43
43
North Vietnamese Propaganda, 1965
Estimate
1,0001,500
LOT SOLD. 3,750 USD
JUMP TO LOT
43
North Vietnamese Propaganda, 1965
Estimate
1,0001,500
LOT SOLD. 3,750 USD
JUMP TO LOT

Details & Cataloguing

The White House Years of Robert S. McNamara

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New York

North Vietnamese Propaganda, 1965
Metal sign (11 3/4 x 17 1/2 in.; 300 x 445 mm), painted white with   "Dá - dáo kê Mac na mara" in red lettering, translates "Down with the plans of Macnamara"; metal creased and cut at center, 2 holes at top where it was nailed, scattered rust spots. Together with: Typed letter signed by Col. Sidney B. Berry Jr. ("Sid Berry"), 3 pages on 7th Infantry Division Advisory Detachment letterhead (10 1/2 x 8 in.; 265 x 200 mm), San Francisco, 11 October 1965, enclosing the metal sign and detailing how it was found and the activities of the 7th Division and the 32nd Ranger Battalion, and a photograph of Berry with Captain Michael McNamara (who found the sign) and Captain Bui Ban Huan; letter browned along left margin.  And with: a political cartoon from the magazine Viet-Nam (VC) of McNamara digging a foxhole captured in the Cadam V.C. base 12 August 1965, mounted on the backing of the sign. And with: 3 Viet Cong propaganda leaflets distributed to American servicemen, found by Daniel Ellsberg in 1965 and 1966 during his visits to the provinces.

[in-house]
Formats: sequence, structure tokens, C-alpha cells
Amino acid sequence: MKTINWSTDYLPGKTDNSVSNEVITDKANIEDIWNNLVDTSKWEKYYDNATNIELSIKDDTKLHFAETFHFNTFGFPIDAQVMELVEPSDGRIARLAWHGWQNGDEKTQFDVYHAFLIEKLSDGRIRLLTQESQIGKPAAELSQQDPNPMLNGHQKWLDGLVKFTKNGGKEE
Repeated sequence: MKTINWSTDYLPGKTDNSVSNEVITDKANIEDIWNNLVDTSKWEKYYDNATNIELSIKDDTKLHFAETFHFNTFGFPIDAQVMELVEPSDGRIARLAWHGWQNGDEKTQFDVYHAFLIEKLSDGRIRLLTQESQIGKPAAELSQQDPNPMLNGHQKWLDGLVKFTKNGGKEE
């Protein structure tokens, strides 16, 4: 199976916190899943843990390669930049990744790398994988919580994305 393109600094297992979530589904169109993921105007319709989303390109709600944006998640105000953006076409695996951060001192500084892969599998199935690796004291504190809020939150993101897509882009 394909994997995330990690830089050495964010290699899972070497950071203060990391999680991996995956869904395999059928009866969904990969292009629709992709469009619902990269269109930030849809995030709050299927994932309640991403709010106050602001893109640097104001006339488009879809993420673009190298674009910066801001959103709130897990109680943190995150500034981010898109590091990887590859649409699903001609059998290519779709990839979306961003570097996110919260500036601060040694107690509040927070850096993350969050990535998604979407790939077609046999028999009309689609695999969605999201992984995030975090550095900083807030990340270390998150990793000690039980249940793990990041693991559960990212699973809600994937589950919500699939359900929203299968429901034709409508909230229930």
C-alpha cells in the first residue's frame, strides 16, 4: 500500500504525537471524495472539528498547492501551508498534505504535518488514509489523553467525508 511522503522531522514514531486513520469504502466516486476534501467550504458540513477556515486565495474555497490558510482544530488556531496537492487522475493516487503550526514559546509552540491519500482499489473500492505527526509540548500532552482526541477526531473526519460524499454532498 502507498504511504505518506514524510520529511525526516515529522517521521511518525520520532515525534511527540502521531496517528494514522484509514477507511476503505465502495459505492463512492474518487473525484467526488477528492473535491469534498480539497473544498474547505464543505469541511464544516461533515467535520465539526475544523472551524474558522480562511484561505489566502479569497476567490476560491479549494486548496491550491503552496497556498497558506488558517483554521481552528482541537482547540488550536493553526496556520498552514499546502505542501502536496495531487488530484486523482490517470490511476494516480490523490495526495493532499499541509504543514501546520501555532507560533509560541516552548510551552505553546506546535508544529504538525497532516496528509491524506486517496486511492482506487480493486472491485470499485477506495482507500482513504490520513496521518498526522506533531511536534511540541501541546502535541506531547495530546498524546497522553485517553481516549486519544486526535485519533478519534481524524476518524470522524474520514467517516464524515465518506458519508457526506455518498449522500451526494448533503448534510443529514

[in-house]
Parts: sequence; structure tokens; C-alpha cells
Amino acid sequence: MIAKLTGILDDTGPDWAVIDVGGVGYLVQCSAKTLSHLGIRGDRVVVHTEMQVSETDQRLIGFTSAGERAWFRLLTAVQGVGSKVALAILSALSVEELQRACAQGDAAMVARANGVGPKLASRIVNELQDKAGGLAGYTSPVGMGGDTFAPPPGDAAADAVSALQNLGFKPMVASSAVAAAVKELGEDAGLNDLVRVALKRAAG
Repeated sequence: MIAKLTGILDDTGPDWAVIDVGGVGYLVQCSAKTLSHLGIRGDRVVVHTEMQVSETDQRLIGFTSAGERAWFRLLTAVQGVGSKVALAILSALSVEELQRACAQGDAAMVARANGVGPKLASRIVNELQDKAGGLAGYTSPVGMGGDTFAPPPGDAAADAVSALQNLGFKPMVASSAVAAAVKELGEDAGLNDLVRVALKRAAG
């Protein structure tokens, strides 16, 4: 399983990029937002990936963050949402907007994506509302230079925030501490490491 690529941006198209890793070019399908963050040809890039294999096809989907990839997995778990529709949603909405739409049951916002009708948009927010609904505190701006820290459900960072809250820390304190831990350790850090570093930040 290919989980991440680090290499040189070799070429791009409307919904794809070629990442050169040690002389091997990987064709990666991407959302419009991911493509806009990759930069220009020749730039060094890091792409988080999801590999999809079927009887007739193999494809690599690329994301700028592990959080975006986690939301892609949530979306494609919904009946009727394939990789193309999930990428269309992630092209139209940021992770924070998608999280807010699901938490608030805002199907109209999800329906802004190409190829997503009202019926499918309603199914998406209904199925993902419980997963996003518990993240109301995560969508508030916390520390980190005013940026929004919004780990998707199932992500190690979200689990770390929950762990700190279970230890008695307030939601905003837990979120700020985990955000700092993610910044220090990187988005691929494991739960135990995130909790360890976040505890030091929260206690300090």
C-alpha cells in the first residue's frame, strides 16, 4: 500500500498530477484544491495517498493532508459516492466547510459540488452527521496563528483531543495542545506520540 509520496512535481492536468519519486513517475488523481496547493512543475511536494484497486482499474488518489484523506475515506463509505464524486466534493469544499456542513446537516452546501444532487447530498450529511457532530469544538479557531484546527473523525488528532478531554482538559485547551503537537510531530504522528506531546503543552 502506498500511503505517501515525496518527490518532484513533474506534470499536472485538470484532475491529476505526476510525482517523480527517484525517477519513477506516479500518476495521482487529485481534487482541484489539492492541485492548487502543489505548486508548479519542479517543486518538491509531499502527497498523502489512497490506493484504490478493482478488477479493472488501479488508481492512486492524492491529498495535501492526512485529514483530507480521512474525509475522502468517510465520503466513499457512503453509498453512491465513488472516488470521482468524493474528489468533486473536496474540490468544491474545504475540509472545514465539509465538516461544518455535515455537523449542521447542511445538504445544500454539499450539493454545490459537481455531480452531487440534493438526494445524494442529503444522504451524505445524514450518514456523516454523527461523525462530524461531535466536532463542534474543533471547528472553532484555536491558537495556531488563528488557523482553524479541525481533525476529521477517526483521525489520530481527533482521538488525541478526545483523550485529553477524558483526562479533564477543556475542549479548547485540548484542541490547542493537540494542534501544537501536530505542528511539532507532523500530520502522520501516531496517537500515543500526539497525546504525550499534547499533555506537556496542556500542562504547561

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Catalogue Note

"From McNamara to McNamara through courtesy of the Viet Cong." Senior Advisor to the 7th Infantry Division, Col. Sidney B. Berry, encloses a metal sign created by the Viet Cong that reads "Down with the plans of Macnamara." It was a captain of the 32nd Ranger Battalion, coincidentally named Michael McNamara, who had found it nailed to a coconut tree.  "Knowing that the sign referred to Robert S. McNamara but recognizing that its sentiments could aptly apply to his own plans," Col. Berry explains, "Captain McNamara liberated the sign and brought it out as a souvenir."  Earlier on 2 March 1965, a U.S. aerial bombing campaign of North Vietnam had begun and on 8 March the first U.S. combat troops arrived in Vietnam.

In closing, Col. Berry mentions that the staff of the Senate Preparedness Investigating  Sub-committee will be visiting his offices the following day. He wryly suggests that "Perhaps it was they, rather than the Viet Cong, who posted the sign ..." 

The White House Years of Robert S. McNamara

|
New York